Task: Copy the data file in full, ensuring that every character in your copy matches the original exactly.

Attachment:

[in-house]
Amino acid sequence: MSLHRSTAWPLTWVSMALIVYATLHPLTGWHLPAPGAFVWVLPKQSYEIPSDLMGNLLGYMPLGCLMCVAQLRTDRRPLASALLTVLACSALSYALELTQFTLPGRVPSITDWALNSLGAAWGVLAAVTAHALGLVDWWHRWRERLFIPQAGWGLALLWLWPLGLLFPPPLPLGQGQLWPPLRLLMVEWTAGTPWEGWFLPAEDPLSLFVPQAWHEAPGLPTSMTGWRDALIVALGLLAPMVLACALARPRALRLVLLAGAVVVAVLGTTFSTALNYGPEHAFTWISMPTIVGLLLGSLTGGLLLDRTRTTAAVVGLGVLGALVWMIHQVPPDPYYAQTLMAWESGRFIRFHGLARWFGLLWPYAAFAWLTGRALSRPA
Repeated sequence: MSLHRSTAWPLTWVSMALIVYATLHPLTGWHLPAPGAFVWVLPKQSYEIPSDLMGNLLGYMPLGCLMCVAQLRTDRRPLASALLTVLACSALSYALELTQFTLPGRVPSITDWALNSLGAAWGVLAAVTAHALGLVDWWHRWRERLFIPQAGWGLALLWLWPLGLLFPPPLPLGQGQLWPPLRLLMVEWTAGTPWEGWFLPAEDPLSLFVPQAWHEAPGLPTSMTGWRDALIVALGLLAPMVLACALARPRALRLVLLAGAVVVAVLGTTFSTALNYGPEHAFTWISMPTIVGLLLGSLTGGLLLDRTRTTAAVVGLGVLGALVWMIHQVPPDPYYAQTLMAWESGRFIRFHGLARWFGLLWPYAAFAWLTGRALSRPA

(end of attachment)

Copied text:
[in-house]
Amino acid sequence: MSLHRSTAWPLTWVSMALIVYATLHPLTGWHLPAPGAFVWVLPKQSYEIPSDLMGNLLGYMPLGCLMCVAQLRTDRRPLASALLTVLACSALSYALELTQFTLPGRVPSITDWALNSLGAAWGVLAAVTAHALGLVDWWHRWRERLFIPQAGWGLALLWLWPLGLLFPPPLPLGQGQLWPPLRLLMVEWTAGTPWEGWFLPAEDPLSLFVPQAWHEAPGLPTSMTGWRDALIVALGLLAPMVLACALARPRALRLVLLAGAVVVAVLGTTFSTALNYGPEHAFTWISMPTIVGLLLGSLTGGLLLDRTRTTAAVVGLGVLGALVWMIHQVPPDPYYAQTLMAWESGRFIRFHGLARWFGLLWPYAAFAWLTGRALSRPA
Repeated sequence: MSLHRSTAWPLTWVSMALIVYATLHPLTGWHLPAPGAFVWVLPKQSYEIPSDLMGNLLGYMPLGCLMCVAQLRTDRRPLASALLTVLACSALSYALELTQFTLPGRVPSITDWALNSLGAAWGVLAAVTAHALGLVDWWHRWRERLFIPQAGWGLALLWLWPLGLLFPPPLPLGQGQLWPPLRLLMVEWTAGTPWEGWFLPAEDPLSLFVPQAWHEAPGLPTSMTGWRDALIVALGLLAPMVLACALARPRALRLVLLAGAVVVAVLGTTFSTALNYGPEHAFTWISMPTIVGLLLGSLTGGLLLDRTRTTAAVVGLGVLGALVWMIHQVPPDPYYAQTLMAWESGRFIRFHGLARWFGLLWPYAAFAWLTGRALSRPA